The atmosphere on Monday morning was nearly giddy. When customer Peggy Larson notes that Koval’s is “an institution,” Young quips, “It’s an institution all right!”

“They love to hear jokes and have us pick on them,” says Young, who has been at Koval’s for three years. She recalls one customer who felt so comfortable with the jokey atmosphere that he mooned her — right on the sidewalk outside the restaurant’s front window.

Both women get moist-eyed as they talk about saying goodbye to Koval’s. “I’m gong to miss my co-workers and my customers,” says Owen, who has worked at the restaurant for 12-1/2 years.

David Koval is also emotional about the closing. It was his full-time job from 1987 to 2000, and he says the experience “took my soul.” He still helps when needed, along with his wife, Monika.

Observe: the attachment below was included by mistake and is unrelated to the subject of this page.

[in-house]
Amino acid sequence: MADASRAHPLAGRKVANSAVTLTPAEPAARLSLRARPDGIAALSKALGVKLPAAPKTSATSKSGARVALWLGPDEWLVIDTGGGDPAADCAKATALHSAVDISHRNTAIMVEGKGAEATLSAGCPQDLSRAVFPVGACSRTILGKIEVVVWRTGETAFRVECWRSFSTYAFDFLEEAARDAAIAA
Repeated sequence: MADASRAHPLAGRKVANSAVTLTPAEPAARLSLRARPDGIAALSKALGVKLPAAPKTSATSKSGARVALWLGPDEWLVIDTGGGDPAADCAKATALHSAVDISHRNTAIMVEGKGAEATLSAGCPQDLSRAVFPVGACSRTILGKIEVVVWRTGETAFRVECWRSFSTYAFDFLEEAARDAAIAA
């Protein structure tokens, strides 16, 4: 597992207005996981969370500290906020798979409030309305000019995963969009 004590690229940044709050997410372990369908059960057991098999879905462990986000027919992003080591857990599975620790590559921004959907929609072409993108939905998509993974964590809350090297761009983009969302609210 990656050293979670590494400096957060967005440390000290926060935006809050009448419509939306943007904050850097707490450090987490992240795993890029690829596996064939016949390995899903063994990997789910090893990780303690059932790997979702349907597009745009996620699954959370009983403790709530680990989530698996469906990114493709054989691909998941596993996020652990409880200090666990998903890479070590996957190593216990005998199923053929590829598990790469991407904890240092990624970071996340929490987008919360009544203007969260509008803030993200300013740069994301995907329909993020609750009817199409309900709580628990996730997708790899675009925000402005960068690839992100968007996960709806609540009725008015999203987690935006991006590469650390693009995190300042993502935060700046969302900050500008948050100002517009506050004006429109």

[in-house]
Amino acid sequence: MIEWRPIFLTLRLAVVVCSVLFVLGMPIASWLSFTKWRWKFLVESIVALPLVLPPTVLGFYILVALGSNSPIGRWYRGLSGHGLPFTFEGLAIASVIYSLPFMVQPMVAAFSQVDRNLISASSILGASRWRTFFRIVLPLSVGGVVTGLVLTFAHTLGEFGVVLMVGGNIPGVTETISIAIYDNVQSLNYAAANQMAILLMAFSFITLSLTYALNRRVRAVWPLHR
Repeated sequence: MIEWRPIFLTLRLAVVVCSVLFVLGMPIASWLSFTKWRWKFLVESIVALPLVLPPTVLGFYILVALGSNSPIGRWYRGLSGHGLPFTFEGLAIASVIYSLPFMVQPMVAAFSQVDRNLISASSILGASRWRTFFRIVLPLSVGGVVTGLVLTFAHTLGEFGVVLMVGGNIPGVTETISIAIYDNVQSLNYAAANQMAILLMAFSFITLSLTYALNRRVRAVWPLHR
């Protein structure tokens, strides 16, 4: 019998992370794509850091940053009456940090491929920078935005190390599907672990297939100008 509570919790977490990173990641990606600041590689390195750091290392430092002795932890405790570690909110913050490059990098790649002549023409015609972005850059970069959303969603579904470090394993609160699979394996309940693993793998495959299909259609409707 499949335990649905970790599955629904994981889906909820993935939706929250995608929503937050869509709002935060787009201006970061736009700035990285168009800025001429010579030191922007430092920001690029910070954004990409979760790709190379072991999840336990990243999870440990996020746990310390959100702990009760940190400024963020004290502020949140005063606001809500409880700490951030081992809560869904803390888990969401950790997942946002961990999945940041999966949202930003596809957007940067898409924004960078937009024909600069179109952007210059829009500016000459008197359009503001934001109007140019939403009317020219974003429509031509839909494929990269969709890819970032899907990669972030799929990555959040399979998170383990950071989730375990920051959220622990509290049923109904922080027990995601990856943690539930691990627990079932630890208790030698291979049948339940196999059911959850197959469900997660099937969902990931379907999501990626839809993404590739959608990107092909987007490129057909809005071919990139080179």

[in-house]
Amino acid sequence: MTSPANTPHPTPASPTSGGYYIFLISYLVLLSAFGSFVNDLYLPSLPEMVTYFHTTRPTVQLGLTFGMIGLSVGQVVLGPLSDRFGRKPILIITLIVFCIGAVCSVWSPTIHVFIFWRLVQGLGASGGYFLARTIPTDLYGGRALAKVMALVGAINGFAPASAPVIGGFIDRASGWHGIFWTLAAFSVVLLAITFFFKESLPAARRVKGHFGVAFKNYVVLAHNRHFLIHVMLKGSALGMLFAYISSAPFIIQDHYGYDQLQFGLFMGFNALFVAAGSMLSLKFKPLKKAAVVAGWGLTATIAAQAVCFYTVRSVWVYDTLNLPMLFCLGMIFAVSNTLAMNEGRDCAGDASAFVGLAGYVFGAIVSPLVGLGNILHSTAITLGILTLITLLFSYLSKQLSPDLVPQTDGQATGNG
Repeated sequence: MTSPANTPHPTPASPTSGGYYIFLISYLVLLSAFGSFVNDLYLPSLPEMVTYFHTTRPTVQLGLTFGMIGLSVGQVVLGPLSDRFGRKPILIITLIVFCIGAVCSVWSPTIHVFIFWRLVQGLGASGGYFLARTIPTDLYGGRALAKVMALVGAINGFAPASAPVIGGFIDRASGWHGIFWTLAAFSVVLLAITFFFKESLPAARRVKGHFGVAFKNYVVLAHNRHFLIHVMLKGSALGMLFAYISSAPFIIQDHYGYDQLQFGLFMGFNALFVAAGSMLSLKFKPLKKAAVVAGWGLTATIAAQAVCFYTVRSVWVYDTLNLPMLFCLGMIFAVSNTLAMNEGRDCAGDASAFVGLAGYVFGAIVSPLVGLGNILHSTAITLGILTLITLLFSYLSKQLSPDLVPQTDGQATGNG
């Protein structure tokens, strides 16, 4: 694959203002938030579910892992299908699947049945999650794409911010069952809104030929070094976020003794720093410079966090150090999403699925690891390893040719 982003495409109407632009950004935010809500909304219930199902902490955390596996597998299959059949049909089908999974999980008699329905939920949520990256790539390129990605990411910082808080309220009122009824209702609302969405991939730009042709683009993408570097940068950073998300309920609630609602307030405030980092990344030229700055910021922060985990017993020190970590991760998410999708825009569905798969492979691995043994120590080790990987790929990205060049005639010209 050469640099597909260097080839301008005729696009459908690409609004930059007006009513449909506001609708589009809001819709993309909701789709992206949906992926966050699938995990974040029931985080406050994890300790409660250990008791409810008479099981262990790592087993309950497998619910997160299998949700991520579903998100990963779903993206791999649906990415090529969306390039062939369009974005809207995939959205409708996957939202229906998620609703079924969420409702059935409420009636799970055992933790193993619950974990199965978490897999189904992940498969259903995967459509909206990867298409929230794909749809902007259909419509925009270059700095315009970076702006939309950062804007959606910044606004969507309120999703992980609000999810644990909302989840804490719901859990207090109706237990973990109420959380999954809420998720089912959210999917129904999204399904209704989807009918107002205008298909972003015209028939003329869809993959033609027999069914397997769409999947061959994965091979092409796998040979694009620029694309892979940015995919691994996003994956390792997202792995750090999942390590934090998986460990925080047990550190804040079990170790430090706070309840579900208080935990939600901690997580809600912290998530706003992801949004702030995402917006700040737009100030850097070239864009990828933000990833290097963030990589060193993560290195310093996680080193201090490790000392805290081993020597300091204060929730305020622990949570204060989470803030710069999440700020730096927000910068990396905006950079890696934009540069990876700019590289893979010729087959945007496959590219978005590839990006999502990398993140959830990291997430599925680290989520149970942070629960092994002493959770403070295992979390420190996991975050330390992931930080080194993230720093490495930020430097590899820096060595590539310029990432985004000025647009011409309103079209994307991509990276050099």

“It’s a great community spot,” he says. “We offered something you don’t see anymore. It’s not a conglomerate. It’s what Williston was.”

Peacock, Smith and Morse, all members of Trinity Baptist Church in Williston, say they don’t know where they’ll meet once Koval’s closes. But they are sure whatever place they choose won’t be as freewheeling.

“There isn’t any other owner that will put up with our shenanigans,” says Morse.

Marge Koval is unsure of what she will do when her coffee shop closes on Nov. 30, only that it will be more relaxing than churning out donuts and sandwiches. She says she will miss her employees and customers as much as they will miss her restaurant.

“It’s a bittersweet moment,” she says. “My heart will be left behind in a lot of ways. But the love of my customers and employees will lead me in my next direction.”

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Hunger hits hard in Vermont